How to avoid vendor lock-in in the context of software?

CEO captured in a spider web

It is tempting to believe it will not happen to you. Until you read some experiences of users.

Didier Stickens

Vendor lock-in has become a hot topic since companies started to replace their on-premise server capacity by ‘rented’ server capacity in the cloud.  In the context of software, vendor lock-in refers to a situation where the cost of switching to a different software vendor is so high that the customer is essentially stuck with the original vendor.

Reasons to switch vendor

There are three main reasons why you may consider switching to a different software supplier and the situation may become a problem.

  1. The vendor increases his prices to such an extent that they are no longer competitive or the price of his product/service is no longer in line with the value it has to your business (read: a poor ROI).
  2. The quality of the product/service the vendor is providing no longer corresponds the expectations.
  3. Your requirements are changing and the product/service can no longer meet them.

Evaluation of the risks

How much risk the situations above pose to your organization should be evaluated per case. It depends on several factors such as the number of users, the ratio of the cost of the system to other operational costs or the company profit. Also check how business critical the software is. It is important to form an accurate picture of the risks, do not overestimate nor underestimate.

It is tempting to believe it will not happen to you. Below you will find some experiences of users. These quotes are taken from the community page of a popular software vendor (currently active as a SAAS vendor).

Reduce risks

How can you protect yourself from these risks? We first look at the standard software, then we discuss custom software.

Standard software and SAAS solutions

Before you engage with a SAAS-vendor, consider these steps.

  • Make sure it is contractually established that you own the data.
  • Investigate to what extend this software/SAAS supports the export of data. There are vendors that make it very difficult or impossible to export your data. Or they charge based on data volumes to provide your own data. It is clear that this can quickly become very expensive for companies that generate/store a lot of data over time. Some vendors on the other hand make it very easy to extract your data. Of course these are the ones you want to work with.
  • Check if it is possible to use the software/SAAS as it is, and do not have to spend money on consultants to configure or customize it to your needs. This money will be lost when you switch to another package. In addition any customization will make the switch more complicated.
  • Evaluate the likelihood of changing requirements in the future. In that case, it can be beneficial to combine different smaller packages. Those might have a limited functionality, but allow you to select the best solution for each function. In case of changing requirements, you only need to change one of these packages instead of a very big overall migration.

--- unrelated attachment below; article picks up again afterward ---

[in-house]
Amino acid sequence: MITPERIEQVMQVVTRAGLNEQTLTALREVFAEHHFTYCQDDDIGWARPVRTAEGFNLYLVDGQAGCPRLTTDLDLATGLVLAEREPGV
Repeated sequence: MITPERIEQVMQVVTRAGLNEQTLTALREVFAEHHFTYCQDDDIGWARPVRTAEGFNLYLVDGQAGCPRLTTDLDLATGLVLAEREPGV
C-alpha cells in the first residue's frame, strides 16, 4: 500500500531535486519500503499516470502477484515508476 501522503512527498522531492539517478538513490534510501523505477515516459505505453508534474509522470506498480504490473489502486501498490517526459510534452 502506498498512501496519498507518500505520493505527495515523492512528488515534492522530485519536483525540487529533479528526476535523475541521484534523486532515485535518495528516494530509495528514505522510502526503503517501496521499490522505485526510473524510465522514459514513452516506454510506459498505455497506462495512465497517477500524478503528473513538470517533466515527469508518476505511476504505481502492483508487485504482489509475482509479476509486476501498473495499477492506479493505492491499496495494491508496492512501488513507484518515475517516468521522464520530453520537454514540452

• Prepare an exit strategy and understand the cost of it.
  • If you happen to have any negotiating power on the contract (most of you won’t), think carefully about pricing conditions. Make sure a renewal decision before end of contract is always sufficient to allow a migration. Put this in the exit strategy as mentioned earlier. From most software/SAAS vendors you will have to accept yearly renewals with potential price increases.
Custom software

In several business cases it can be a real advantage that you can own the source code of the custom software the vendor is developing for you.
Consider these topics to include in the contract:

  • Become the owner of the source code, instead of just getting a license.  
  • Define how you want the source code to be available: on demand (specify how) or on a regular/continuous basis posted in a common repository. These choices depend on how big you estimated the risk and how much you want to be involved.
  • A clause that defines how, how long and at what price support needs to be given in case of transition to a different supplier.
  • Have the application run on a public cloud provider or on your own infrastructure. This makes a future switch to another development partner easier.
  • Make a Service Level Agreement (SLA) including:
    -  The level of expected service and how it will be measured
    -  Pricing
    -  How disputes will be resolved
    -  How follow-up during the contract will be organized (regular status/evaluation meetings)


Depending on the potential impact on the company, it is important to greatly limit the risks of software vendor-lockin. Start with a good evaluation on the impact of the software on your business. Then respect the basic rules as discussed for both custom and standard software.